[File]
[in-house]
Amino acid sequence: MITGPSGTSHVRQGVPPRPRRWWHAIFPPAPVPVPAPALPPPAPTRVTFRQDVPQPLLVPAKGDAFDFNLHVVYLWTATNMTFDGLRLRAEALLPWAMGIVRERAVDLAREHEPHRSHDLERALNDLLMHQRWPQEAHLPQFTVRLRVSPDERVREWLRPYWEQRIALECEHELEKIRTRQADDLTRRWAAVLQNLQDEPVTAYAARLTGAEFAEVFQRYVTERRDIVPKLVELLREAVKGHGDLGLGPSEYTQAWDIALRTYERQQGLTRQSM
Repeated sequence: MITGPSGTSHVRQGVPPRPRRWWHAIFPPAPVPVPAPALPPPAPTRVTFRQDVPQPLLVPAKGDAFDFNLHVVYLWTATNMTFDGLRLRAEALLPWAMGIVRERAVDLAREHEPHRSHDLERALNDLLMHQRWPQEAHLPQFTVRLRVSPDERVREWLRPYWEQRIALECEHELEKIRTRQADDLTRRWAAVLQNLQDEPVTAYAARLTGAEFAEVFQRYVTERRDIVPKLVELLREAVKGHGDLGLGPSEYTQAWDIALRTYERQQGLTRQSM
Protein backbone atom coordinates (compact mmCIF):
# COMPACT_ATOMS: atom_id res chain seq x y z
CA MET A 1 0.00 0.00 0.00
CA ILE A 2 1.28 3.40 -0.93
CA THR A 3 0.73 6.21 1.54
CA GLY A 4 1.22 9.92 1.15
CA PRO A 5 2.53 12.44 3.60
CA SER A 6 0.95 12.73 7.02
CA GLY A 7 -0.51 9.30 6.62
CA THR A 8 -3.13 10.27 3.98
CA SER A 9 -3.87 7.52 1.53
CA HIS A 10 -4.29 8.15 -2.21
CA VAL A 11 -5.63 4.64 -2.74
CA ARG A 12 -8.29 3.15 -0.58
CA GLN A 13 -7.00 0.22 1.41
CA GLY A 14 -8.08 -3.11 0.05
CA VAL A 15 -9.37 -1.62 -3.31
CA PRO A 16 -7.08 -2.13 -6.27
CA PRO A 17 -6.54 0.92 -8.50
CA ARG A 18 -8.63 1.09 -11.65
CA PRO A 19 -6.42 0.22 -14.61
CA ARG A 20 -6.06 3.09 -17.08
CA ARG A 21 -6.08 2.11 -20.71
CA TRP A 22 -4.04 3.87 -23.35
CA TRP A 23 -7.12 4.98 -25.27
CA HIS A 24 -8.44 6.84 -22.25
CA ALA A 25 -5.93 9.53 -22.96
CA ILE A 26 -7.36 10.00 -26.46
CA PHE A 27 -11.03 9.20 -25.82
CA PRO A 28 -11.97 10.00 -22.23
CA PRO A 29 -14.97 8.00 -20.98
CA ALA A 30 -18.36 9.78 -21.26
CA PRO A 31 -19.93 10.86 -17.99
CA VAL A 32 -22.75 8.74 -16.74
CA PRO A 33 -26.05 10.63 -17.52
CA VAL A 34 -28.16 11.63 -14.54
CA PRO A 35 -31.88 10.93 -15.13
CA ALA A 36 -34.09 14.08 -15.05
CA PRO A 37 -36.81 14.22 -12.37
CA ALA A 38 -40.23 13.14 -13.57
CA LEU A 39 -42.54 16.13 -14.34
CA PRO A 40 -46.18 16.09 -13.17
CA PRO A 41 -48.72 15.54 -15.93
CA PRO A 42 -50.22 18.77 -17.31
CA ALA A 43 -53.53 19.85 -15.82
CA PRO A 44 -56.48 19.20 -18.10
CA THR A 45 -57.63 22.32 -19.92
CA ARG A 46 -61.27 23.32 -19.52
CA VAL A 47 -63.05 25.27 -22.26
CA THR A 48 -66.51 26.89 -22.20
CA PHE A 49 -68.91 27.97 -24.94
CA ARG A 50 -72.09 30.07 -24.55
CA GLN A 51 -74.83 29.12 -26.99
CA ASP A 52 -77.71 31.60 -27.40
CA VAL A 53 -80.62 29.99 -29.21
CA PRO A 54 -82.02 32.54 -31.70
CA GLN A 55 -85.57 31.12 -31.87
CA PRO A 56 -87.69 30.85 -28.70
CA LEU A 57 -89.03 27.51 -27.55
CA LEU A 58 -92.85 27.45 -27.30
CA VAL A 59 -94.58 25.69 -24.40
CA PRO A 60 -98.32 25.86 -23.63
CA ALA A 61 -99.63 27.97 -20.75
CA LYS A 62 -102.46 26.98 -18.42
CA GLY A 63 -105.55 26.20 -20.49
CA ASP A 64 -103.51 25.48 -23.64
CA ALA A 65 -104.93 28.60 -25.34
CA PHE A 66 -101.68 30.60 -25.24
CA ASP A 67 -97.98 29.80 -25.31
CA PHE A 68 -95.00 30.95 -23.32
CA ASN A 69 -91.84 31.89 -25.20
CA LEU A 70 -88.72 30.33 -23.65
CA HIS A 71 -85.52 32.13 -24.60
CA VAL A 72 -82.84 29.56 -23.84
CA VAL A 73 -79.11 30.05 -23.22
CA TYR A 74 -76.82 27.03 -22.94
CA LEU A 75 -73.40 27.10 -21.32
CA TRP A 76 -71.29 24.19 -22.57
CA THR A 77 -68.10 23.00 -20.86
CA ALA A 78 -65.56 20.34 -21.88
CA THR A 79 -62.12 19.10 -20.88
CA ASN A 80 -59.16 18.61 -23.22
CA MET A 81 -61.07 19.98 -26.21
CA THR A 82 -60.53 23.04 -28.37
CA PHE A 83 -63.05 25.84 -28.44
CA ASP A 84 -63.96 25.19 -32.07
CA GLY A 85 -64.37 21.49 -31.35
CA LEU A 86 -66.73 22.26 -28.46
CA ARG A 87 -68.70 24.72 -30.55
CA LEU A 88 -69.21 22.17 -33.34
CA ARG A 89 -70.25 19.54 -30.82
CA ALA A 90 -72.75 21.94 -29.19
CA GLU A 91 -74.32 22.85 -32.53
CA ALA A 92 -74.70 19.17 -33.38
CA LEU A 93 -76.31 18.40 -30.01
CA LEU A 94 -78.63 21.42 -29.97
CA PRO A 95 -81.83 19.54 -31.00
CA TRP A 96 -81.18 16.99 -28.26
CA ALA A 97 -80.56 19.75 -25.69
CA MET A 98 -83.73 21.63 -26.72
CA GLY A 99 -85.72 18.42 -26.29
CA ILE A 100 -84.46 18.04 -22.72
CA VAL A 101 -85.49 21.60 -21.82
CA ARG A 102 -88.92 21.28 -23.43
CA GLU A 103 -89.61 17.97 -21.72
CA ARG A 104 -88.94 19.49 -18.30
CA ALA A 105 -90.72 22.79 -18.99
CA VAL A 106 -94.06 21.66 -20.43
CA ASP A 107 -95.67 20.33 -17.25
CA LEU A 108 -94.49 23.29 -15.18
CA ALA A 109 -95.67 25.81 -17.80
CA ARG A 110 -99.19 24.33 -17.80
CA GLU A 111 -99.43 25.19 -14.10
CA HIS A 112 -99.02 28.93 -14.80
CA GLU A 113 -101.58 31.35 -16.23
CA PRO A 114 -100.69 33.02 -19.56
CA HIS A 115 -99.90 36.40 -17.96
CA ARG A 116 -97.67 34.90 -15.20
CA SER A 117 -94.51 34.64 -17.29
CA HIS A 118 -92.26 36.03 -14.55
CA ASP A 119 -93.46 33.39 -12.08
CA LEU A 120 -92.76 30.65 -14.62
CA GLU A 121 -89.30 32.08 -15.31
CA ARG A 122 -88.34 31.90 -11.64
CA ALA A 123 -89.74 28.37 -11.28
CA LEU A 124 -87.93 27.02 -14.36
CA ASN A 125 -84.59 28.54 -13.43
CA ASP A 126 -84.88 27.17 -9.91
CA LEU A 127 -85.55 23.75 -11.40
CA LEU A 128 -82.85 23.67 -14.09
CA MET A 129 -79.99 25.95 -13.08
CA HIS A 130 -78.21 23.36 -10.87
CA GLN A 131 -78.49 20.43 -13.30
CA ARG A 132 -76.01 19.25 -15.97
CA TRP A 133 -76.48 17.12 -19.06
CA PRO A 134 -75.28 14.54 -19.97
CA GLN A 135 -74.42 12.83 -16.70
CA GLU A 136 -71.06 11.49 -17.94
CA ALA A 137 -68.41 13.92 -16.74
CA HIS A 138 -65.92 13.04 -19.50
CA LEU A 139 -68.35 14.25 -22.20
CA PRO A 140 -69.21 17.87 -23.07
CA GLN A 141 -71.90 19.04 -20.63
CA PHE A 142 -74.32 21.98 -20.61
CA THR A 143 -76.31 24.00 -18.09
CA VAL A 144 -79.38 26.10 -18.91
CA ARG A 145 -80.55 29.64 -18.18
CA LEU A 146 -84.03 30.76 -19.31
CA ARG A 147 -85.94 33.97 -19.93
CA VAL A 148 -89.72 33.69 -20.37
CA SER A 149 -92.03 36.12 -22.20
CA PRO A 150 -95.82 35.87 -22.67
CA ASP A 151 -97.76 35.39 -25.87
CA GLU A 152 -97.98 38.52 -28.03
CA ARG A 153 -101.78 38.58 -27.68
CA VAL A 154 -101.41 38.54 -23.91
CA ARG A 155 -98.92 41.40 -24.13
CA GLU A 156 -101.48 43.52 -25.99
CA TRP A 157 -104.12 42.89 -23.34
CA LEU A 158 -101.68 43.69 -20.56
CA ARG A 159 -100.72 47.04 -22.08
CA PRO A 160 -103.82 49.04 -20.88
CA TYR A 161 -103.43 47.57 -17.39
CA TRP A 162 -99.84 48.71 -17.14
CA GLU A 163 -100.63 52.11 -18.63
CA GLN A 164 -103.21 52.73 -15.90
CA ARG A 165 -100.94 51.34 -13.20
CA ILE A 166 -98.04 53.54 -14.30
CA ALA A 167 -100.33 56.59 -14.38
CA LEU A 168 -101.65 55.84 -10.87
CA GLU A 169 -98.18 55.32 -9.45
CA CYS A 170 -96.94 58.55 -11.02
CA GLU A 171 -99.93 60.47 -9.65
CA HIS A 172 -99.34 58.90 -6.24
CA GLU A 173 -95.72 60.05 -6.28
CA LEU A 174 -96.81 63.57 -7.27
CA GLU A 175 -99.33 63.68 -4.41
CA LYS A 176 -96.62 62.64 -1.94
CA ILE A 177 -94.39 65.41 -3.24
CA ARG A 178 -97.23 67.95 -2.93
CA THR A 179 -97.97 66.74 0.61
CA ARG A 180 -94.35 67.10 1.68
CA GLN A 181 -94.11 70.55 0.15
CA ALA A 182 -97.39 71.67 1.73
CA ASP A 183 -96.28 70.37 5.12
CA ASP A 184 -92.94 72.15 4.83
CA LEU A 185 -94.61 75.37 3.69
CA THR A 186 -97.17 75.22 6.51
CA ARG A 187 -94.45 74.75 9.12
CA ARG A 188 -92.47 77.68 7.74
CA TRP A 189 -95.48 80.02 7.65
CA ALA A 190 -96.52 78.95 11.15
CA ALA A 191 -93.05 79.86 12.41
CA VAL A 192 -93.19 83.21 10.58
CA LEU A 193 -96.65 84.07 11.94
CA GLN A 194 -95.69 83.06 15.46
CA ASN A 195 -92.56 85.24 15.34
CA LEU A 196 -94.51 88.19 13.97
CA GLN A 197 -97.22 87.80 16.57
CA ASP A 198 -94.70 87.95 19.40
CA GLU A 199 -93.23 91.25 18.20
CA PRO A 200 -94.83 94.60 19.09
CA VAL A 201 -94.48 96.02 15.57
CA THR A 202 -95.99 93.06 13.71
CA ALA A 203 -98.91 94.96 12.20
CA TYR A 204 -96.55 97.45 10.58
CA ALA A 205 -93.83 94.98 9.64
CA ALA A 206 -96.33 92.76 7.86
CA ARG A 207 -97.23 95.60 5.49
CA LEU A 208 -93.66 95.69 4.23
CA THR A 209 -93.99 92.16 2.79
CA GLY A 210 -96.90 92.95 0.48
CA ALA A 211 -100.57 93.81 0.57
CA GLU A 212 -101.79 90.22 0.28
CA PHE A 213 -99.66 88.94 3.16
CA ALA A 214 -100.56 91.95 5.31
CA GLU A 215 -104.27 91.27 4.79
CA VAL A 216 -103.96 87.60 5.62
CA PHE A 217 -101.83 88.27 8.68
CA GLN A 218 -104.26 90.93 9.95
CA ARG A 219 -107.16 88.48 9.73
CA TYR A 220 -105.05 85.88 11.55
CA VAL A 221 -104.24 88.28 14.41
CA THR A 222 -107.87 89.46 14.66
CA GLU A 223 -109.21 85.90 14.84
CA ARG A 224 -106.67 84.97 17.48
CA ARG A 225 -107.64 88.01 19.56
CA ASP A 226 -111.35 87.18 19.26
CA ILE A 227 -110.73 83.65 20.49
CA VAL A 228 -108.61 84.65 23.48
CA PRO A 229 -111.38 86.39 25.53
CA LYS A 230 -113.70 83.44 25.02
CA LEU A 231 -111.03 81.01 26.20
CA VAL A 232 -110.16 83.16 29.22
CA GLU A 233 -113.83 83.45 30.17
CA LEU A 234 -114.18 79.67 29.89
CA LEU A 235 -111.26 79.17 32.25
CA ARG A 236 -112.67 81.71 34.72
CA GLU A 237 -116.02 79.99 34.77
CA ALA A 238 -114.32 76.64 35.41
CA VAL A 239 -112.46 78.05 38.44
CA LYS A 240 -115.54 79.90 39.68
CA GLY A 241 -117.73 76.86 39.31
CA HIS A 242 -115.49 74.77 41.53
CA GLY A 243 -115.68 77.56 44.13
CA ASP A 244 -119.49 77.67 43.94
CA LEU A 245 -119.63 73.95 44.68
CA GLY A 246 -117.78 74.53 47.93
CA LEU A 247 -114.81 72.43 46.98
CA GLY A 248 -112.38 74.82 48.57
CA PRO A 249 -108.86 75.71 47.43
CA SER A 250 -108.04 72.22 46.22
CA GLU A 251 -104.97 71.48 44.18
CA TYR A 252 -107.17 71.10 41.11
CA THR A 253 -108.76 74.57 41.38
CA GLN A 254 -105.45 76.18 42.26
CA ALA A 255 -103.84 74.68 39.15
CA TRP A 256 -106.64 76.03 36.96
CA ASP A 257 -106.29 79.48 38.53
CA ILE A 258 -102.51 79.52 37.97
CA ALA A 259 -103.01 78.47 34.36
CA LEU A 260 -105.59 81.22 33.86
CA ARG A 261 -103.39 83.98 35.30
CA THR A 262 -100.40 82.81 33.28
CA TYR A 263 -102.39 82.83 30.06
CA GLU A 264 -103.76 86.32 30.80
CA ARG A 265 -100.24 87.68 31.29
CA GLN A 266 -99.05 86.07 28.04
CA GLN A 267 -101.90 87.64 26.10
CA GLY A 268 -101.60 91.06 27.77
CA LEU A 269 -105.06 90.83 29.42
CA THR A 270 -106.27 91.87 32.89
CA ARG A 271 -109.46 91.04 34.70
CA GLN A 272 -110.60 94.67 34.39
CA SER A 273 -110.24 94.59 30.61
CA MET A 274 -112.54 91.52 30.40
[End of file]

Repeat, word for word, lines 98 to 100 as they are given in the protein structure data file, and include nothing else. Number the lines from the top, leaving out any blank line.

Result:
CA LEU A 93 -76.31 18.40 -30.01
CA LEU A 94 -78.63 21.42 -29.97
CA PRO A 95 -81.83 19.54 -31.00